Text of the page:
• FREEDOM & FAITH
    PUBLIQuartet
  • PERPETULUM
    Third Coast Percussion
  • RACHMANINOFF – HERMITAGE PIANO TRIO
    Hermitage Piano Trio
  • SHAW: ORANGE
    Attacca Quartet

79. Best Classical Instrumental Solo Award to the Instrumental Soloist(s) and to the Conductor when applicable.

  • THE BERLIN RECITAL
    Yuja Wang
  • HIGDON: HARP CONCERTO
    Yolanda Kondonassis; Ward Stare, conductor (The Rochester Philharmonic Orchestra)
  • MARSALIS: VIOLIN CONCERTO; FIDDLE DANCE SUITE
    Nicola Benedetti; Cristian Măcelaru, conductor (Philadelphia Orchestra)
  • THE ORCHESTRAL ORGAN
    Jan Kraybill
  • TORKE: SKY, CONCERTO FOR VIOLIN
    Tessa Lark; David Alan Miller, conductor (Albany Symphony)

 80. Best Classical Solo Vocal Album  Award to: Vocalist(s), Collaborative Artist(s) (Ex: pianists, conductors, chamber groups) Producer(s), Recording Engineers/Mixers with 51% or more playing time of new material.

  • THE EDGE OF SILENCE – WORKS FOR VOICE BY GYÖRGY KURTÁG
    Susan Narucki (Donald Berman, Curtis Macomber, Kathryn Schulmeister & Nicholas Tolle)
  • HIMMELSMUSIK
    Philippe Jaroussky & Céline Scheen; Christina Pluhar, conductor; L’Arpeggiata, ensemble (Jesús Rodil & Dingle Yandell)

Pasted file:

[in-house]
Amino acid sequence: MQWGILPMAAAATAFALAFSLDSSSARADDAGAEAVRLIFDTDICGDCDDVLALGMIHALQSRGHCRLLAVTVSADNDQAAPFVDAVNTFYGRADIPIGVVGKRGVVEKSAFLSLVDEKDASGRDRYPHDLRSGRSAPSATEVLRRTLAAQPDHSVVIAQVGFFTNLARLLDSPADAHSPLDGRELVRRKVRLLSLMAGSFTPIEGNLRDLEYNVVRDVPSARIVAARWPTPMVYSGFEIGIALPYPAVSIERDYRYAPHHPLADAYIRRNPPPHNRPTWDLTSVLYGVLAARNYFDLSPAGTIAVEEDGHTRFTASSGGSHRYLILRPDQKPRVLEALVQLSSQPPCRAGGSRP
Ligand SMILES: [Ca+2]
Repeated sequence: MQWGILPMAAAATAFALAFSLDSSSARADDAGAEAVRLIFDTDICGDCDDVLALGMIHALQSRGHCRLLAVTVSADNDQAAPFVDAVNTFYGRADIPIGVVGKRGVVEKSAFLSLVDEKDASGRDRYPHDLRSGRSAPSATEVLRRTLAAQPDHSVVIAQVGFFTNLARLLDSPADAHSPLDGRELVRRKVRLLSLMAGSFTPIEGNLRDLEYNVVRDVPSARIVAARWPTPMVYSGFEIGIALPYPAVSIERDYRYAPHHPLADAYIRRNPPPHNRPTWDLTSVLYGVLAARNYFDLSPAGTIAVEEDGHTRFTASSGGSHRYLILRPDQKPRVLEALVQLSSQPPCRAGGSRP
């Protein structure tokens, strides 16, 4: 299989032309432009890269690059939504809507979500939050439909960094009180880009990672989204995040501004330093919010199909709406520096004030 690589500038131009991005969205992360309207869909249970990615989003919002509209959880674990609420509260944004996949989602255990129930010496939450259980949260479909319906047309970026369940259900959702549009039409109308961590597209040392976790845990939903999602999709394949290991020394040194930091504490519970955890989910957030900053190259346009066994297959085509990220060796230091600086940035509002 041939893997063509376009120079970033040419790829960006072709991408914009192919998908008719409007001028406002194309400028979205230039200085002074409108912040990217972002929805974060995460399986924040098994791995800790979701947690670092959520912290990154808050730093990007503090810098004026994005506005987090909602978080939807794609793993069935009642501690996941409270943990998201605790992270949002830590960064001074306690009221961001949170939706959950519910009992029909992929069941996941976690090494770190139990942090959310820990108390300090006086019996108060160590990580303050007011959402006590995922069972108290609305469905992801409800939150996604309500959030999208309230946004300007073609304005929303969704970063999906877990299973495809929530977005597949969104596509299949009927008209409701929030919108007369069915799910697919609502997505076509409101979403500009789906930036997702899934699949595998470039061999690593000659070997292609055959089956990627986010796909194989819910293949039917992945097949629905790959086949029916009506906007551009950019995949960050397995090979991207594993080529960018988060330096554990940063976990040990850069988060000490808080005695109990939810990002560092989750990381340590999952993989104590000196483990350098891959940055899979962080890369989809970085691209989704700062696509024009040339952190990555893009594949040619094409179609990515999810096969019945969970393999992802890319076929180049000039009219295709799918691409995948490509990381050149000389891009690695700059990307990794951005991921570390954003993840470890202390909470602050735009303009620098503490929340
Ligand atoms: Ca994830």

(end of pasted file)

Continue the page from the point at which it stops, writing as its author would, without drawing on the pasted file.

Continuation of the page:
• SCHUMANN: LIEDERKREIS OP. 24, KERNER-LIEDER OP. 35
    Matthias Goerne; Leif Ove Andsnes, accompanist
  • SONGPLAY
    Joyce DiDonato; Chuck Israels, Jimmy Madison, Charlie Porter and Craig Terry, accompanists (Steve Barnett and Lautaro Greco)
  • A TE, O CARA
    Stephen Costello; Constantine Orbelian, conductor (Kaunas City Symphony Orchestra)

  

  1. Best Classical Compendium
    Award to the Artist(s) and to the Album Producer(s) and Engineer(s) of over 51% playing time of the album, if other than the artist.
  • AMERICAN ORIGINALS 1918
    John Morris Russell, conductor; Elaine Martone, producer
  • LESHNOFF: SYMPHONY NO. 4 ‘HEICHALOS’; GUITAR CONCERTO; STARBURST
    Giancarlo Guerrero, conductor; Tim Handley, producer
  • MELTZER: SONGS AND STRUCTURES
    Paul Appleby & Natalia Katyukova; Silas Brown & Harold Meltzer, producers
  • THE POETRY OF PLACES
    Nadia Shpachenko; Marina A. Ledin & Victor Ledin, producers
  • SAARIAHO: TRUE FIRE; TRANS; CIEL D’HIVER
    Hannu Lintu, conductor; Laura Heikinheimo, producer

  

  1. Best Contemporary Classical Composition
    A Composer’s Award. (For a contemporary classical composition composed within the last 25 years, and released for the first time during the Eligibility Year.) Award to the librettist, if applicable.
  • BERMEL: MIGRATION SERIES FOR JAZZ ENSEMBLE & ORCHESTRA
    Derek Bermel, composer (Derek Bermel, Ted Nash, David Alan Miller, Juilliard Jazz Orchestra & Albany Symphony Orchestra)
  • HIGDON: HARP CONCERTO
    Jennifer Higdon, composer (Yolanda Kondonassis, Ward Stare & The Rochester Philharmonic Orchestra)
  • MARSALIS: VIOLIN CONCERTO IN D MAJOR
    Wynton Marsalis, composer (Nicola Benedetti, Cristian Măcelaru & Philadelphia Orchestra)
  • NORMAN: SUSTAIN
    Andrew Norman, composer (Gustavo Dudamel & Los Angeles Philharmonic)
  • SHAW: ORANGE
    Caroline Shaw, composer (Attacca Quartet)
  • WOLFE: FIRE IN MY MOUTH